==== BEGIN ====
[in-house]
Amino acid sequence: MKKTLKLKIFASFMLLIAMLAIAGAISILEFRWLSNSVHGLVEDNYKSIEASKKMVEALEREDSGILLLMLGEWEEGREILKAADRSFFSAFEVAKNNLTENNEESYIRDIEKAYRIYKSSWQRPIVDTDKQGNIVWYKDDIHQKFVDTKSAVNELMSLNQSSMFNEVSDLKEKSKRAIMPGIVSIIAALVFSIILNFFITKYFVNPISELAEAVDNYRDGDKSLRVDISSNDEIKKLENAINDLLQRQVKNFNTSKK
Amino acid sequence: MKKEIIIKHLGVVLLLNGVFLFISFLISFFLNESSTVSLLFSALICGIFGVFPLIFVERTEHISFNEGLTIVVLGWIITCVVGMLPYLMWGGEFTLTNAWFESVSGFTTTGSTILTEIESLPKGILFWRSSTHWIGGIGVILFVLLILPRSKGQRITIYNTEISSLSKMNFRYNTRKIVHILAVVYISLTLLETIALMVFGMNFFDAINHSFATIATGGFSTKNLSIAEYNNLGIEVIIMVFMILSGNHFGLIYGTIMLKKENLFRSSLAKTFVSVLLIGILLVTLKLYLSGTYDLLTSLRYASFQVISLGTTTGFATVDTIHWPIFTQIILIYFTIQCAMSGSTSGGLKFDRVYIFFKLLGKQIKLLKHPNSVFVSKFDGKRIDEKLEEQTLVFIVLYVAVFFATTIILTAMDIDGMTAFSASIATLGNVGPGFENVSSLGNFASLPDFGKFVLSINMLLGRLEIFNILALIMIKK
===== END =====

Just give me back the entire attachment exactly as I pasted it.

[in-house]
Amino acid sequence: MKKTLKLKIFASFMLLIAMLAIAGAISILEFRWLSNSVHGLVEDNYKSIEASKKMVEALEREDSGILLLMLGEWEEGREILKAADRSFFSAFEVAKNNLTENNEESYIRDIEKAYRIYKSSWQRPIVDTDKQGNIVWYKDDIHQKFVDTKSAVNELMSLNQSSMFNEVSDLKEKSKRAIMPGIVSIIAALVFSIILNFFITKYFVNPISELAEAVDNYRDGDKSLRVDISSNDEIKKLENAINDLLQRQVKNFNTSKK
Amino acid sequence: MKKEIIIKHLGVVLLLNGVFLFISFLISFFLNESSTVSLLFSALICGIFGVFPLIFVERTEHISFNEGLTIVVLGWIITCVVGMLPYLMWGGEFTLTNAWFESVSGFTTTGSTILTEIESLPKGILFWRSSTHWIGGIGVILFVLLILPRSKGQRITIYNTEISSLSKMNFRYNTRKIVHILAVVYISLTLLETIALMVFGMNFFDAINHSFATIATGGFSTKNLSIAEYNNLGIEVIIMVFMILSGNHFGLIYGTIMLKKENLFRSSLAKTFVSVLLIGILLVTLKLYLSGTYDLLTSLRYASFQVISLGTTTGFATVDTIHWPIFTQIILIYFTIQCAMSGSTSGGLKFDRVYIFFKLLGKQIKLLKHPNSVFVSKFDGKRIDEKLEEQTLVFIVLYVAVFFATTIILTAMDIDGMTAFSASIATLGNVGPGFENVSSLGNFASLPDFGKFVLSINMLLGRLEIFNILALIMIKK